Front Porch Blog

TVA responses to coal waste spill questions

Wednesday Dec. 24 —
Q — We understand residents are being told to boil water before drinking. This is not going to protect people from heavy metals, arsenic and other contaminants found in fly ash.
A– It is my understanding that there are a limited number of residents that the local water utility has advised to boil water. These homes were provided water from a spring via a gravity feed supply from a location in the hills well above the Kingston plant. The ash-slide damaged that gravity fed line and a temporary connection has been installed from another public water supply source that was not affected by the ash-slide. — Terry Johnson, TVA Communications

Tuesday Dec. 23 —

Q– What kind of drinking water monitoring is taking place? Where and how frequently?
A — TVA has 11 sampling locations in the river. Analysis shows that all materials – heavy metals, mercury, arsenic, Etc. are below drinking water threshold limits at the water plant.
Q — Will advisories go out concerning drinking water?
A — If necessary, yes, but presently they are not.
Q — What will TVA advise people downstream from this spill to do about drinking water?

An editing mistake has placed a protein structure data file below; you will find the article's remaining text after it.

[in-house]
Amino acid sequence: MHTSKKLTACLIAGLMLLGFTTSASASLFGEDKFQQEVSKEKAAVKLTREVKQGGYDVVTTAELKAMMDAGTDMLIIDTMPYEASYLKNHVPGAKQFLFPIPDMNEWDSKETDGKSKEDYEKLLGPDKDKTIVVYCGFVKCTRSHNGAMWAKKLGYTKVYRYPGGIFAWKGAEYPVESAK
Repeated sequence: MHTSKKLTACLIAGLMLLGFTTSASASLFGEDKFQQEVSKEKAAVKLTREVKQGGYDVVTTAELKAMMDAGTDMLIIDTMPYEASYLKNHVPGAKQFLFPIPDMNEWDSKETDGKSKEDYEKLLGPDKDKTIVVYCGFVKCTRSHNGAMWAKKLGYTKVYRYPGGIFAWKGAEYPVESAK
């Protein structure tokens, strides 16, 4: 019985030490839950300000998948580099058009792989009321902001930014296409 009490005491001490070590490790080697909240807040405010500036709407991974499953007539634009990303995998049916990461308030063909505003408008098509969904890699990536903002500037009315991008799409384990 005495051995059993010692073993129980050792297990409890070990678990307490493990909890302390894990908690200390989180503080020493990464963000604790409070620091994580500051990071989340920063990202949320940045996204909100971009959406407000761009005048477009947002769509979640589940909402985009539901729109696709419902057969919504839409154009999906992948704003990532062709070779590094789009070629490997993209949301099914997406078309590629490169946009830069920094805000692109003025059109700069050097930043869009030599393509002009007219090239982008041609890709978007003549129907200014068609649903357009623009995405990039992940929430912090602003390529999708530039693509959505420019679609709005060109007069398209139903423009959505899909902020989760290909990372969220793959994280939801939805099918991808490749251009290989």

A — TVA will work with the city of Kingston and local emergency management officials if notifications about drinking water are necessary.,
Q — The size of this spill — 524.9 million gallons is the number we worked out from your 2.6 million cubic yards — Is this accurate?
A — No, this was not a liquid spill. The 2.6 million cubic yards is the amount of ash that was in the dry cell when the event occurred. We cannot yet say exactly how much was released. Much of it still remains on land and is not in the water.
Q — As you know, the Inez, KY spill of Oct 11, 2000 was 300 million gallons and was called the largest environmental disaster east of the Mississippi.
A — They are very different. We have seen no fish kills, but we will continue to monitor to make Sure we know the environmental impacts of the ash slide.
(NOTE: News videos of fish kills have been posted. See below)
Q — In what ways are the two spills similar, and how are they different? Is this now the largest environmental disaster east of the Mississippi?
A — We can’t tell you at this point any comparisons – we can say that we are working hard to contain the ash, remove it and temporarily store it until we determine where it can be disposed of.
Q — Thank you


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